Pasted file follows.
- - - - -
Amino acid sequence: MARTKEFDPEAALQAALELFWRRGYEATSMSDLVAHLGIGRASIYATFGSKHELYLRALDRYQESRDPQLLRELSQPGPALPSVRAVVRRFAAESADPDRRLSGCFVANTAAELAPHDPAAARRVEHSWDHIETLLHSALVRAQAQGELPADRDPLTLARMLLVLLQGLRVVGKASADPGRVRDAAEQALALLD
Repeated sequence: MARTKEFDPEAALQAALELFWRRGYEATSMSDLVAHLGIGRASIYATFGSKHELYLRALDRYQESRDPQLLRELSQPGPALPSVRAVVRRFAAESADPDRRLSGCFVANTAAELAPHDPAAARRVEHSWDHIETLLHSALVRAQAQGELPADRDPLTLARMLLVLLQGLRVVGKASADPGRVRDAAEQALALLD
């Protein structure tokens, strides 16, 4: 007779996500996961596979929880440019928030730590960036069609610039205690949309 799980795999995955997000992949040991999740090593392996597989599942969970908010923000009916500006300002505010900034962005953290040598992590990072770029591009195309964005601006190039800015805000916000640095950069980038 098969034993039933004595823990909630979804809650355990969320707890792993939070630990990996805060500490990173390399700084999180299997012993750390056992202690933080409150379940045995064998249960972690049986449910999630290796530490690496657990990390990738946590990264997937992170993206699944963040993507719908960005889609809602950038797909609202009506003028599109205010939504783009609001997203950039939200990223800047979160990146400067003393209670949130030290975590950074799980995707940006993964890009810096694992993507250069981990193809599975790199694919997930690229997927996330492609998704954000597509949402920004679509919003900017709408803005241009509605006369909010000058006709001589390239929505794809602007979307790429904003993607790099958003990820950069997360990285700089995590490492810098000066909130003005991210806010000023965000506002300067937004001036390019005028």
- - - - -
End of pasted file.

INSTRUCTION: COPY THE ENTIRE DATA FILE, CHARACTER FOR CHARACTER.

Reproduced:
Amino acid sequence: MARTKEFDPEAALQAALELFWRRGYEATSMSDLVAHLGIGRASIYATFGSKHELYLRALDRYQESRDPQLLRELSQPGPALPSVRAVVRRFAAESADPDRRLSGCFVANTAAELAPHDPAAARRVEHSWDHIETLLHSALVRAQAQGELPADRDPLTLARMLLVLLQGLRVVGKASADPGRVRDAAEQALALLD
Repeated sequence: MARTKEFDPEAALQAALELFWRRGYEATSMSDLVAHLGIGRASIYATFGSKHELYLRALDRYQESRDPQLLRELSQPGPALPSVRAVVRRFAAESADPDRRLSGCFVANTAAELAPHDPAAARRVEHSWDHIETLLHSALVRAQAQGELPADRDPLTLARMLLVLLQGLRVVGKASADPGRVRDAAEQALALLD
């Protein structure tokens, strides 16, 4: 007779996500996961596979929880440019928030730590960036069609610039205690949309 799980795999995955997000992949040991999740090593392996597989599942969970908010923000009916500006300002505010900034962005953290040598992590990072770029591009195309964005601006190039800015805000916000640095950069980038 098969034993039933004595823990909630979804809650355990969320707890792993939070630990990996805060500490990173390399700084999180299997012993750390056992202690933080409150379940045995064998249960972690049986449910999630290796530490690496657990990390990738946590990264997937992170993206699944963040993507719908960005889609809602950038797909609202009506003028599109205010939504783009609001997203950039939200990223800047979160990146400067003393209670949130030290975590950074799980995707940006993964890009810096694992993507250069981990193809599975790199694919997930690229997927996330492609998704954000597509949402920004679509919003900017709408803005241009509605006369909010000058006709001589390239929505794809602007979307790429904003993607790099958003990820950069997360990285700089995590490492810098000066909130003005991210806010000023965000506002300067937004001036390019005028």